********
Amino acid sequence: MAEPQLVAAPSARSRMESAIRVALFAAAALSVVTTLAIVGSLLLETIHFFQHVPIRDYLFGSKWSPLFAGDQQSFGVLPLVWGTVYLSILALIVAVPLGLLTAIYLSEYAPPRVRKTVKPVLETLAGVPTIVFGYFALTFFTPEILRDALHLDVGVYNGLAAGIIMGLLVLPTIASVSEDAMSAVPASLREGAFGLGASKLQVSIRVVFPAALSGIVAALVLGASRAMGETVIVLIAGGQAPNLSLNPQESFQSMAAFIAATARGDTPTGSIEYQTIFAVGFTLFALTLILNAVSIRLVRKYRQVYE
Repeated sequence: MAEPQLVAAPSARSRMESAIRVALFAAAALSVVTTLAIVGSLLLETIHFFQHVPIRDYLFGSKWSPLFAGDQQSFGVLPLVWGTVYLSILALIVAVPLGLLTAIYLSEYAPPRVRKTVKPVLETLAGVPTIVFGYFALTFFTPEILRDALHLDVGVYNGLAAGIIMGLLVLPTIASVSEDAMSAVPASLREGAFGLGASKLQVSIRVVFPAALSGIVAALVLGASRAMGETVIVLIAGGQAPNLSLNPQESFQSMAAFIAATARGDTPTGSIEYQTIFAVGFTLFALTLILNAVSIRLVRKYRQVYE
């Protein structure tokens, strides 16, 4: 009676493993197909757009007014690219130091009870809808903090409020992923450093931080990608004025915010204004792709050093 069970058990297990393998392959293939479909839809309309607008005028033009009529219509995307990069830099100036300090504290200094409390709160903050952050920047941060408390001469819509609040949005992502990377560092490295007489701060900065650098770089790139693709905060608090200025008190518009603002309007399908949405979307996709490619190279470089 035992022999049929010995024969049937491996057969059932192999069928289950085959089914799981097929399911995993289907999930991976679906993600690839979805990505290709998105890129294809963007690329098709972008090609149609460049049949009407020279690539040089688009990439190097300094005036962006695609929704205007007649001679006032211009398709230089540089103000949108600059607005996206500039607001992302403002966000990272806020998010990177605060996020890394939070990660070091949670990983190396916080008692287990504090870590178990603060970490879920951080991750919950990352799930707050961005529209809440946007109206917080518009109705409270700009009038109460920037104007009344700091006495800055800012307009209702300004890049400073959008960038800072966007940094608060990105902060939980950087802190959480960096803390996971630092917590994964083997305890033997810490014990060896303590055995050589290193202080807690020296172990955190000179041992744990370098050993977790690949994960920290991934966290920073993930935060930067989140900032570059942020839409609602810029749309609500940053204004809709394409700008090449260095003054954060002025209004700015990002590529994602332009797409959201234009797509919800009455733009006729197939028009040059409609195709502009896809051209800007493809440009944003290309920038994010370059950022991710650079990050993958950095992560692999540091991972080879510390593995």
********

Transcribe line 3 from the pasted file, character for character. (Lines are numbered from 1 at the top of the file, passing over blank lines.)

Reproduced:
């Protein structure tokens, strides 16, 4: 009676493993197909757009007014690219130091009870809808903090409020992923450093931080990608004025915010204004792709050093 069970058990297990393998392959293939479909839809309309607008005028033009009529219509995307990069830099100036300090504290200094409390709160903050952050920047941060408390001469819509609040949005992502990377560092490295007489701060900065650098770089790139693709905060608090200025008190518009603002309007399908949405979307996709490619190279470089 035992022999049929010995024969049937491996057969059932192999069928289950085959089914799981097929399911995993289907999930991976679906993600690839979805990505290709998105890129294809963007690329098709972008090609149609460049049949009407020279690539040089688009990439190097300094005036962006695609929704205007007649001679006032211009398709230089540089103000949108600059607005996206500039607001992302403002966000990272806020998010990177605060996020890394939070990660070091949670990983190396916080008692287990504090870590178990603060970490879920951080991750919950990352799930707050961005529209809440946007109206917080518009109705409270700009009038109460920037104007009344700091006495800055800012307009209702300004890049400073959008960038800072966007940094608060990105902060939980950087802190959480960096803390996971630092917590994964083997305890033997810490014990060896303590055995050589290193202080807690020296172990955190000179041992744990370098050993977790690949994960920290991934966290920073993930935060930067989140900032570059942020839409609602810029749309609500940053204004809709394409700008090449260095003054954060002025209004700015990002590529994602332009797409959201234009797509919800009455733009006729197939028009040059409609195709502009896809051209800007493809440009944003290309920038994010370059950022991710650079990050993958950095992560692999540091991972080879510390593995």